Further to the Vantage Developments thing – they have some non-standard stuff in here. I’ll copy and paste it for your information.
1. That the Developer pay a proportionate share for the construction of a flyover interchange to be funded 50% by the owners, with the remaining 50% payable by the City.
2. The existing sanitary trunk sewer system for the neighborhood was originally designed to accommodate a lower flow rate. The Developer will pay a prorated share based on ownership multiplied by 15.61% of the total cost of construction for a remedial trunk sewer system to allow for the increased flow.
3. The Developer will pay a Transition Area Enhancement Levy that will provide funds for the development of the zone surrounding the wetlands in the Rosewood Neighborhood which will include a rebate if a supplemental funding source is secured prior to construction commencing.
4. The Developer is responsible to prepare independent high ground water studies and to carry out any remediation procedures that the consultant’s study and or City deem necessary.
5. The overall neighborhood will have many amenities that the Developer has agreed to cost share with other developers at the time of construction.
I wanna know what these “many amenities” are.
p.159 is a summary of various fees assessed to developers per metre. If you’re curious it comes to $2657.10 per front metre with an additional Storm Pond Dedication Charge of $3,718.85 per hectare and a Servicing Agreement Fee of $2,262.00 per agreement. Also there is the “Trunk Sewer Levy, Primary Watermain Levy, Lift Station Levy, Parks and Recreation Levy, and Community Centre Levy calculated at an area rate of 169 equivalent front metres per hectare. Area rate: 169 X $2,069.60 = $349,762.40 per hectare.”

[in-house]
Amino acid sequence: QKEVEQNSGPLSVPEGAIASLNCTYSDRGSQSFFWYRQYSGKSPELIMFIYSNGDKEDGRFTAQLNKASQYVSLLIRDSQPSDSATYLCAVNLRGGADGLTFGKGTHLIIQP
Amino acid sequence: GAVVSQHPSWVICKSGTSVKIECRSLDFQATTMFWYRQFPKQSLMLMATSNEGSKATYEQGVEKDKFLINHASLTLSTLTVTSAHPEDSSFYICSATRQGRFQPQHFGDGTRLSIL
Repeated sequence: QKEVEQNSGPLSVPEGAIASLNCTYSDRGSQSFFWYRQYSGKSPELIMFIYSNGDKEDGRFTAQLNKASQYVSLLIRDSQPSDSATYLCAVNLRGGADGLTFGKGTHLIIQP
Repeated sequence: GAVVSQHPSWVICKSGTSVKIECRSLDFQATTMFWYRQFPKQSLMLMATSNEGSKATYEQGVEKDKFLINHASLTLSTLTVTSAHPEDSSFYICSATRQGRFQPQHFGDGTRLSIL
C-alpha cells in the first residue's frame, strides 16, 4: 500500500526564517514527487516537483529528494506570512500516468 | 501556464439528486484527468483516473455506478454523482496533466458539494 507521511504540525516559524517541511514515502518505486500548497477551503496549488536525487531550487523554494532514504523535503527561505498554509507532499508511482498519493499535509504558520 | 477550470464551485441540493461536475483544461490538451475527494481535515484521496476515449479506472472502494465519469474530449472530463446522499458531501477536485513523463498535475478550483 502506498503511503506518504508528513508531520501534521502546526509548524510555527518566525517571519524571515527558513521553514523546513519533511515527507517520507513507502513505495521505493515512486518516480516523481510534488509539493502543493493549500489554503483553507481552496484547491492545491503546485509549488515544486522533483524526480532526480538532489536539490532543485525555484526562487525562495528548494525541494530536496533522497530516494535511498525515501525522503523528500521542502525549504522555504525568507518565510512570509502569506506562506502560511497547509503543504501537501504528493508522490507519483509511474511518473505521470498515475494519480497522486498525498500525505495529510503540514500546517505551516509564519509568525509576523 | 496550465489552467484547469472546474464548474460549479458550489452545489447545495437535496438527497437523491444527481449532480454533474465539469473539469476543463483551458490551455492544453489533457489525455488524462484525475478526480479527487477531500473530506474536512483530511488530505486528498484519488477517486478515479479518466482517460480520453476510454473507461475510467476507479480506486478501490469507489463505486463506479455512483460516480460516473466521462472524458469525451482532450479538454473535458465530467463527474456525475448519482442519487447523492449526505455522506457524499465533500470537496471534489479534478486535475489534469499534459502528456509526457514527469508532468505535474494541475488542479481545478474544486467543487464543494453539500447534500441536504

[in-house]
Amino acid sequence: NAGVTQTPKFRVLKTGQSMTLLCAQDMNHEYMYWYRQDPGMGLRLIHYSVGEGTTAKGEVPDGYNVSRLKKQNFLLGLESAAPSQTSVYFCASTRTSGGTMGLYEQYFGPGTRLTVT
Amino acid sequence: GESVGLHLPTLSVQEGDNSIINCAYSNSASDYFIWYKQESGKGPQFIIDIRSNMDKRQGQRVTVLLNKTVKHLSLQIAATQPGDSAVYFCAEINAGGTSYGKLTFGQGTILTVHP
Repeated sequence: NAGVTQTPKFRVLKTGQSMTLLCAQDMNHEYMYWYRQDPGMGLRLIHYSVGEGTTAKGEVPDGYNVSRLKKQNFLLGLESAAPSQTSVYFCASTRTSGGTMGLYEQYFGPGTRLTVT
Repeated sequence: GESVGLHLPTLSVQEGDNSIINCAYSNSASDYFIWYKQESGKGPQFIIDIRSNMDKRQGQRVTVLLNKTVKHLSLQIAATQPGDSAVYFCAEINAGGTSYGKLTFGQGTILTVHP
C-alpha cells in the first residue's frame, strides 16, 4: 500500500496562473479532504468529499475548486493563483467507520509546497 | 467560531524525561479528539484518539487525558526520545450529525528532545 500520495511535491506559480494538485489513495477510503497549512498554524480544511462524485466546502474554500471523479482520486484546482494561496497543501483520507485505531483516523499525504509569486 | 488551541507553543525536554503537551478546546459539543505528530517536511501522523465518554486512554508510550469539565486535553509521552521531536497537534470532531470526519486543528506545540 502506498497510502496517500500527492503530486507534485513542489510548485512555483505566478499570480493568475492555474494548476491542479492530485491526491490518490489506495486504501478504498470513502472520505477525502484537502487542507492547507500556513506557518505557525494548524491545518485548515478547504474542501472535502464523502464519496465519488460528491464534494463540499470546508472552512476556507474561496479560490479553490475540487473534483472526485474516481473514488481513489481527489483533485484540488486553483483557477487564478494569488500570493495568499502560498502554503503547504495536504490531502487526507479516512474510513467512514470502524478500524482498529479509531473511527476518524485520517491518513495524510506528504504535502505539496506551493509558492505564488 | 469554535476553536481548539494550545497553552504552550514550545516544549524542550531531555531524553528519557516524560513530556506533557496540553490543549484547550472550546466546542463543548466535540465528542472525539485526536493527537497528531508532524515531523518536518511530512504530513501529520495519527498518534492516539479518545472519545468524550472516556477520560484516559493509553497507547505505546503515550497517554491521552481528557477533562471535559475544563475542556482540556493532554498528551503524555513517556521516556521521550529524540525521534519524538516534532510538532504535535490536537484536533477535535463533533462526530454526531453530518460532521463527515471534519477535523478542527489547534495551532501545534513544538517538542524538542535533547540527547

Now we’re onto the first instance of the Administration and Finance report. Numero uno is the annual report from the Advisory Committee on Animal Control. Numero, uh, deux is the Saskatoon Environmental Advisory Committee’s annual report. Three is a request for sole-sourcing the radio network, fourth is a request for two half-ton trucks and a “trackless” snow plough. There is also a bit about the water and sewer inspection rate review, the “Pesticide Reduction Awareness Campaign”, and the feeble response to Charlie Clark’s 2009 request for street events. Oooh and the travel survey, the results of which will be an excellent political football. There’s also a bit about the bike tax, sorry, the dedicated funding for Active Cycling Infrastructure, also known as the Active Transportation Infrastructure Reserve. Oh and bus re-painting, 36 hour parking limits, and front-street garbage collection.
Only 5 orders for destruction were issued last year for dangerous dogs.
The SEAC report is depressing. It’s all stuff we should have been doing a bajillion years ago, like LEED buildings, storm-water management, alternative transportation policies and emissions reductions. The SEAC is like a small squeaky proto-mammal trying to change the direction of the petroliferous dinosaur that is Saskatoon. We all know how that story ended, so the current SEAC will be left to repopulate the world after we all die from lack of car.
Huh, the Parks Branch has been herbicide-free since 2004. I figure, if you wouldn’t spray it inside on your carpet, why put it outside on your lawn? I dunno about you guys, but this household is herbicide-free. I recommend it, but then I recommend not doing anything that is ultimately pointless and will cost you time and money to boot. Also, whatever happened to just pulling weeds?